Maps of Gold Rush route

Rated No.7 in John Spark’s all-time Top Ten Cycling Books

Press Reviews:

‘Clark’s journey also takes him through the wildest, the most beautiful and remotest parts of America. Part travelogue, part political and social history, all incredibly well written.’     *****  Ian Gordon, The Scotsman

‘Lightweight travelogue froth this isn’t. It is one of the best cycle-travel books I have read, and one of the few that takes you on a real journey.’     ***** Dan Joyce, Cycle Magazine

‘A compelling and well crafted book put together by a traveller with a zest for human encounters and a love of the country he travels through.’    *****  Tom Riley, VeloVision

‘The book interweaves three main strands: History, People and Landscape, all mediated through the pain of travel at a speed often no faster than that of his 19th century pioneer precursors. But the great gain of this chosen mode of transport is that his route takes him along half-forgotten tracks across the plains, mountains and deserts… through ghost towns and small communities the highways have marginalised. Clark experiences an America that nobody in an automobile ever gets to see. Never having been tempted to read a work of the modern travel genre before, I would not have picked up this book had I not wished to wallow vicariously in the misery of its pedaller. I would have missed a treat!’     ***** Michael Eaton, Literature Newsletter

‘This book is a wonderful find. The writing is intense, detailed and insightful and portrays the American landscape and people in an honest, often funny, sometimes depressing, always refreshing way. Clark portrays and quotes people he meets along the trail with great sensitivity and humanity, particularly those others might call white trash or losers. Considering the hell the author is putting himself through, it is remarkable he can find it in him.’     ***** TransAtlantiska Tankar

Reader Reviews:

‘This book is one of those gems that small publishers can sometimes come up with, which is not to say this is a small book in any sense; there are three hundred and ninety five pages packed with excitement and interest, and I would not have missed a word of them… I was moved and impressed by the sheer physical determination of the ride, the amazingly skilful construction of the book and the simple clarity of the writing. Buy it, read it and savour the memory for a long time after.’     ***** Amazon.co.uk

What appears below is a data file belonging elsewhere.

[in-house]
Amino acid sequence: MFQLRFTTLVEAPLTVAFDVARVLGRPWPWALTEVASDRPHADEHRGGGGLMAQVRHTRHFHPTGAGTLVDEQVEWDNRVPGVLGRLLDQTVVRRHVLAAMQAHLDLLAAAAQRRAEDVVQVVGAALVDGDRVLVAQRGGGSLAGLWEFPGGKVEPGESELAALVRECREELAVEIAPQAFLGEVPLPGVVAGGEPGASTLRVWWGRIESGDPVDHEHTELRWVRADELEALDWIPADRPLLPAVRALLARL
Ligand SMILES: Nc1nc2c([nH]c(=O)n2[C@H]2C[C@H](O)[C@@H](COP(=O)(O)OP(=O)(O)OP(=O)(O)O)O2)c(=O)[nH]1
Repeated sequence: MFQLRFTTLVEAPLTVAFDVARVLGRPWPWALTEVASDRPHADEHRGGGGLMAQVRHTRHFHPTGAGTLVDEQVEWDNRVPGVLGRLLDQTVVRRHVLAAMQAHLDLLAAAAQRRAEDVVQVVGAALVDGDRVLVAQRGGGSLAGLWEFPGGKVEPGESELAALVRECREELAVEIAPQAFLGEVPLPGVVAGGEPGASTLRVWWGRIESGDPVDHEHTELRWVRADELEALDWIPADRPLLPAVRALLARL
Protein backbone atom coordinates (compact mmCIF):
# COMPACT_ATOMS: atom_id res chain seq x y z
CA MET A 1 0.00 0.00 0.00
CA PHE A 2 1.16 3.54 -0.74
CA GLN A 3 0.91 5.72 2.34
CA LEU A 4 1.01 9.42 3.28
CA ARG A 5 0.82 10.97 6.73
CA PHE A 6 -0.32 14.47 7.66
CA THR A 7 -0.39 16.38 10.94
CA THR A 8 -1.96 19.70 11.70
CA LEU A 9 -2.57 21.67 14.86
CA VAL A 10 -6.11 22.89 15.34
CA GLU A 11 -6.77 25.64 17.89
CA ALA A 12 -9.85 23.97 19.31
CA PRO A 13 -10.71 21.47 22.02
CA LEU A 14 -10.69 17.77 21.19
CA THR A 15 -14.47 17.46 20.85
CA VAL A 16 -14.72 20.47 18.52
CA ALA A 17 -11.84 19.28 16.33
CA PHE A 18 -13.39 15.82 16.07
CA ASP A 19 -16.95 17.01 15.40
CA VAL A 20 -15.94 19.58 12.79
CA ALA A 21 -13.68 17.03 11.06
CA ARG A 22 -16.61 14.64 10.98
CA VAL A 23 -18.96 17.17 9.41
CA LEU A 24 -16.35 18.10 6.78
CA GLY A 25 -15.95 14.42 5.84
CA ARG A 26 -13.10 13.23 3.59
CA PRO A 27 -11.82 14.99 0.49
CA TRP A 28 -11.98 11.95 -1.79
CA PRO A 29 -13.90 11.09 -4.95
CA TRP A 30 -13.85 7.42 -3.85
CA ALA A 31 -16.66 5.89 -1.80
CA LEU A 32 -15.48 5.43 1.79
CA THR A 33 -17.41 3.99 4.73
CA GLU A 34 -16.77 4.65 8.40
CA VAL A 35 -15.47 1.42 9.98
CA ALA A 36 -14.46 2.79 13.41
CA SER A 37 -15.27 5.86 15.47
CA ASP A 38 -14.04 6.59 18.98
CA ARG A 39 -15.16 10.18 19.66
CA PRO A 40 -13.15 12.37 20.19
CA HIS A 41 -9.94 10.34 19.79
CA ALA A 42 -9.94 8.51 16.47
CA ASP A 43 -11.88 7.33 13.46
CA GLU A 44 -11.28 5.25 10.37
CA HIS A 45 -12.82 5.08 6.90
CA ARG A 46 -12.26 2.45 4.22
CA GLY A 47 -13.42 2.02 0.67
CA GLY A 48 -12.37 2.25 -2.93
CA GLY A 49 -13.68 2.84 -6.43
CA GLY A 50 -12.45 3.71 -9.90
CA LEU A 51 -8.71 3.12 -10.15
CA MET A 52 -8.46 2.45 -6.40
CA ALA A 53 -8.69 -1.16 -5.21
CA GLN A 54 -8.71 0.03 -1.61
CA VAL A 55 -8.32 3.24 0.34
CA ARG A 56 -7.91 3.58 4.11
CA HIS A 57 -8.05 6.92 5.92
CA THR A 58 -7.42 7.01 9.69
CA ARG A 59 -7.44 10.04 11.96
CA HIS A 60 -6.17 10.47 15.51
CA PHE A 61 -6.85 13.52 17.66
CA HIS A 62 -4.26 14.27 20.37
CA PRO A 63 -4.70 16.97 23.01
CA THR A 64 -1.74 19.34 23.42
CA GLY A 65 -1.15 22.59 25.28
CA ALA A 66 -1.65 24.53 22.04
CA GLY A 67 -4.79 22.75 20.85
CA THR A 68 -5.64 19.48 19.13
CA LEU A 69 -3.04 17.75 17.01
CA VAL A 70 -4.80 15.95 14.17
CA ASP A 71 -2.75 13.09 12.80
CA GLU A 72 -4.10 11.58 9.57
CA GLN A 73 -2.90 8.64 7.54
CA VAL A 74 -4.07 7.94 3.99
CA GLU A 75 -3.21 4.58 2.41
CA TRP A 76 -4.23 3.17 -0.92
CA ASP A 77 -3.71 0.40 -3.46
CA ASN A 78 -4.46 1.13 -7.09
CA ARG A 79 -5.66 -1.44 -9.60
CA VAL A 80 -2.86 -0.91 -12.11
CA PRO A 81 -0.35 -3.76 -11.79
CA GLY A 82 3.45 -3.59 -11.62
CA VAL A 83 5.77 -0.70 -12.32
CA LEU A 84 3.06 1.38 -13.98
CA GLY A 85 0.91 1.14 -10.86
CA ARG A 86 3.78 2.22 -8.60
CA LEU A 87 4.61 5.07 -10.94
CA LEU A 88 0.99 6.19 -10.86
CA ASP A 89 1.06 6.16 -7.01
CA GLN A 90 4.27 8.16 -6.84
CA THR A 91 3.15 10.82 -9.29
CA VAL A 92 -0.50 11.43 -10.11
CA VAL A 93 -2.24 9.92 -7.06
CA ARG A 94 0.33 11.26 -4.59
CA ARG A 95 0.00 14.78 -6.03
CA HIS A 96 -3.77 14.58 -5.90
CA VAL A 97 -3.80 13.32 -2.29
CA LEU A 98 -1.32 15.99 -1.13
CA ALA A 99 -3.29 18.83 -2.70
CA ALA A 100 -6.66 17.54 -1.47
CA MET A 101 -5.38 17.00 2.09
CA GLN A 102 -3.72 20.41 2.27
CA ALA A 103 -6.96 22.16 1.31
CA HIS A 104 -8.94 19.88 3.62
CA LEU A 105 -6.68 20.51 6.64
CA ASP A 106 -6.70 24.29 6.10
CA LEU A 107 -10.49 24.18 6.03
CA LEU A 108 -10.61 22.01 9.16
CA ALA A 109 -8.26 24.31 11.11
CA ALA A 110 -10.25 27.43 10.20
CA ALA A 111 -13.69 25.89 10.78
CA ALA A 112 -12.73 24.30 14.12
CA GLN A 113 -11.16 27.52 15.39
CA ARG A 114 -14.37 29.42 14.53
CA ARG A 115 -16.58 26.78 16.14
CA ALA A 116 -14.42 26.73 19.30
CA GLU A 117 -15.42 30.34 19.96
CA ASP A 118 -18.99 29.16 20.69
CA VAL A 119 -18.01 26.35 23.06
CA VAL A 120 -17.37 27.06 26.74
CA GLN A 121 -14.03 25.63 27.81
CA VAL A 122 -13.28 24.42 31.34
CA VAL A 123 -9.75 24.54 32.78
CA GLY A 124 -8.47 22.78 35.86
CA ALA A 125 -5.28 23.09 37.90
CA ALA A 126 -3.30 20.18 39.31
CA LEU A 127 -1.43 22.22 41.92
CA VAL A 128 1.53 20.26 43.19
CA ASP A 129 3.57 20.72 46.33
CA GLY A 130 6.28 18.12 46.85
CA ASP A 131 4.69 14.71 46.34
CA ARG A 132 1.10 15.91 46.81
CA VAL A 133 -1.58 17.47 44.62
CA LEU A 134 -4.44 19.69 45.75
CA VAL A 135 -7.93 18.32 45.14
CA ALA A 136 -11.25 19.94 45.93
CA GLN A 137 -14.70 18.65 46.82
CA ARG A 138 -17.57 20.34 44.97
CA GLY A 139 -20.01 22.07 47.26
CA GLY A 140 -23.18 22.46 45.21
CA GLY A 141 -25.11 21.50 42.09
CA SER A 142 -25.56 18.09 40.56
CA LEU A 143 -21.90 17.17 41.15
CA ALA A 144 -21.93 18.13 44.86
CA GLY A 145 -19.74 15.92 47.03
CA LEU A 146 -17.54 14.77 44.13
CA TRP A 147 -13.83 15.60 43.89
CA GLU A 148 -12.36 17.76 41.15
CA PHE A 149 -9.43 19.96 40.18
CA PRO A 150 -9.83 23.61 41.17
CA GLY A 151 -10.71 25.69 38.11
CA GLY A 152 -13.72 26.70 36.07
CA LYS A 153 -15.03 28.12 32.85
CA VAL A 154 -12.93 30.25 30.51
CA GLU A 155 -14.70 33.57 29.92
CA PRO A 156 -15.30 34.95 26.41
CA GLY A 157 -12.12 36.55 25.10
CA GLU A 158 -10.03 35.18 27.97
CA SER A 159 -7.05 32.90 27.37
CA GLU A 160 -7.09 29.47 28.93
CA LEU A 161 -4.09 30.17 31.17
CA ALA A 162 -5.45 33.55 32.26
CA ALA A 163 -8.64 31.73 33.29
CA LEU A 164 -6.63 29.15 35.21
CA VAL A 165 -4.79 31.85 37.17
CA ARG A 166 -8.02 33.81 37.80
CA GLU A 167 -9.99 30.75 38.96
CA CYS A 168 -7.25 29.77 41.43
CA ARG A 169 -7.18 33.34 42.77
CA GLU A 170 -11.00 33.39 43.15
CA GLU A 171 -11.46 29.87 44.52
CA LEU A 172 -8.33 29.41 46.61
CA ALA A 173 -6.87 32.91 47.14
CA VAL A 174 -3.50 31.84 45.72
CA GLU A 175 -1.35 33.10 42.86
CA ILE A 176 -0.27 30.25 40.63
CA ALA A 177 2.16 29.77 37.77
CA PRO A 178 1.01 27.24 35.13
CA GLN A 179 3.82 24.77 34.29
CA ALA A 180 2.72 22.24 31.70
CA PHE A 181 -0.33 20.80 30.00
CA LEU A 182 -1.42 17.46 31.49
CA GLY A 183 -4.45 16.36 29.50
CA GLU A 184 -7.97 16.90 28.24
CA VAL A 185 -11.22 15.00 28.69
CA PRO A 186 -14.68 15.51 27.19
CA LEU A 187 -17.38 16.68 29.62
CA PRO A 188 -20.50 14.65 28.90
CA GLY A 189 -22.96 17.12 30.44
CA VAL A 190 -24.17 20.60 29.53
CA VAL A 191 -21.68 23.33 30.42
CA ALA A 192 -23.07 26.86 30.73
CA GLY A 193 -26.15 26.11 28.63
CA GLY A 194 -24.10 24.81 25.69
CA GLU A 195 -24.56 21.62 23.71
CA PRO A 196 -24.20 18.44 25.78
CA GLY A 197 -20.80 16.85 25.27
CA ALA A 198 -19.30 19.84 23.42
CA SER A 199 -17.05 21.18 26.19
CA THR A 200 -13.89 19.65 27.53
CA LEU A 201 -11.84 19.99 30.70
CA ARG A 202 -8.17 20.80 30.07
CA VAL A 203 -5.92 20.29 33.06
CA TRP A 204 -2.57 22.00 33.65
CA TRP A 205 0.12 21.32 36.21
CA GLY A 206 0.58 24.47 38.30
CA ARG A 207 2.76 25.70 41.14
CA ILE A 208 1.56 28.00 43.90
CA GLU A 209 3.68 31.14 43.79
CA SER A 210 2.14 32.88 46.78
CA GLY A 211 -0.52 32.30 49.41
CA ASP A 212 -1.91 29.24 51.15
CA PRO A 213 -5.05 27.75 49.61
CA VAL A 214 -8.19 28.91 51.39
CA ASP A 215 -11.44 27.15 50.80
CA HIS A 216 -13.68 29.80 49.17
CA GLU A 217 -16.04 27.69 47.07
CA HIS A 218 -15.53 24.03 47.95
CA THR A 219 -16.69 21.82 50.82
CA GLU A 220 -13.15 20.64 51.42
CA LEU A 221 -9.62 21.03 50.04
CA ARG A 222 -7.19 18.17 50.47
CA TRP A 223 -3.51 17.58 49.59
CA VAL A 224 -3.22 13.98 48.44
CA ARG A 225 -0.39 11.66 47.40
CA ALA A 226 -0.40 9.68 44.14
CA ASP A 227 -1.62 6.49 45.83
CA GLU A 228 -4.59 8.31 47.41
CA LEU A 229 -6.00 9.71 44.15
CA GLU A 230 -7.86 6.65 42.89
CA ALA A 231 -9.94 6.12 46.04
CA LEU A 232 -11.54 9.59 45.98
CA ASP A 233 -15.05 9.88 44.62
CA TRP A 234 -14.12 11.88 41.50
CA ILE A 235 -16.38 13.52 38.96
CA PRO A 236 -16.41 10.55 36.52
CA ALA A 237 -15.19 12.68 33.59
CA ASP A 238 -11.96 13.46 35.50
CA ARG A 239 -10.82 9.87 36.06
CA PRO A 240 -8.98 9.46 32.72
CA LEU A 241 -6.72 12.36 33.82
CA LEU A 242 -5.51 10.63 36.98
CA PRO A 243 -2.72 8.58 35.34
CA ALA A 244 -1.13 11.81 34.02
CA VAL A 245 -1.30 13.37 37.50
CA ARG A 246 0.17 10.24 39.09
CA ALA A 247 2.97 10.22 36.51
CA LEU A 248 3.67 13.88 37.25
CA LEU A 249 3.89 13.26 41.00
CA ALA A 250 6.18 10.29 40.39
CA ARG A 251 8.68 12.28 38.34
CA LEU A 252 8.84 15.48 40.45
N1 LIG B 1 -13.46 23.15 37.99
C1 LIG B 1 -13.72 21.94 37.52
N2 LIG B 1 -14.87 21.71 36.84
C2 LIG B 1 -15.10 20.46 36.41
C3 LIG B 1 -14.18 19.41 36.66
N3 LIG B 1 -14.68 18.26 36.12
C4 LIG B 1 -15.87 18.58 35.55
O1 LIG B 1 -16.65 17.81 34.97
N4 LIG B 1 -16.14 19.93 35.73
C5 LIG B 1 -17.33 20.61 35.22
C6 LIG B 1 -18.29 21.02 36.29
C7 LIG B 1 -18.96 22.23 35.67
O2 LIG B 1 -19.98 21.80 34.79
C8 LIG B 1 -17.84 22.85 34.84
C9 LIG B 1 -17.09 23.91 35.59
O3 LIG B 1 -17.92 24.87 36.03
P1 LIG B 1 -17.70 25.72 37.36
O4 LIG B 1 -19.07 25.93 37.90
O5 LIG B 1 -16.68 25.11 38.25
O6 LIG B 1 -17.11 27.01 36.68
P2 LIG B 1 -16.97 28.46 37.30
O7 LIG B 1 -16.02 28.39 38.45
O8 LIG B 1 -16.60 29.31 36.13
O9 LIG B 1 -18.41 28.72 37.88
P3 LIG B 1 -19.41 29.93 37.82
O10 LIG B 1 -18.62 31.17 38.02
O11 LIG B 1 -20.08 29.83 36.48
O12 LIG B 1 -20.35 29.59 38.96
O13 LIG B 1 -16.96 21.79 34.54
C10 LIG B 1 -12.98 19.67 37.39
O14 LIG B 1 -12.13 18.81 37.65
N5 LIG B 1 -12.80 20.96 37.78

‘This is a great book and I am surprised it has not received more attention. Clark not only describes his adventures (and misadventures) bicycling across the United States in the footsteps of the 49ers, but he also reveals and comments on America today. As a document of contemporary America without too much politics, this is a great commentary on the status of our society and landscape. I loved this book. You can really feel his despair in the Utah desert, and his happiness over a cold beer or a day without wind in his face. Just read it.’     ***** Amazon.com

‘His route… takes him through some of the poorest parts of the rural and urban USA, where he meets a fascinating cross-section of locals. The description of his epic journey, with the constant battle against the rising headwind (nicknamed The Panther) and his encounters along the way, is raw and vivid, painting a fascinating picture of modern-day America. A very good read.’     ***** Amazon.co.uk

‘Although the author travels by bike, unlike many bicycle travelogues, the bike is a means to an end rather than the end in itself. Clark writes with a blunt, honest approach and does not skimp on how difficult and soul-destroying the journey was, not only in terms of the immediate environment he faced, but in the wider spheres of his existence – and so develops a grater intimacy with the real struggles the Forty-Niners faced. He also describes an America that is largely ignored by the representations in the media we see here in the UK. Highly recommended.’     ***** Amazon.co.uk

Detailed Maps of Entire Route – arranged in order of chapters, travelling from east to west, read from right to left.

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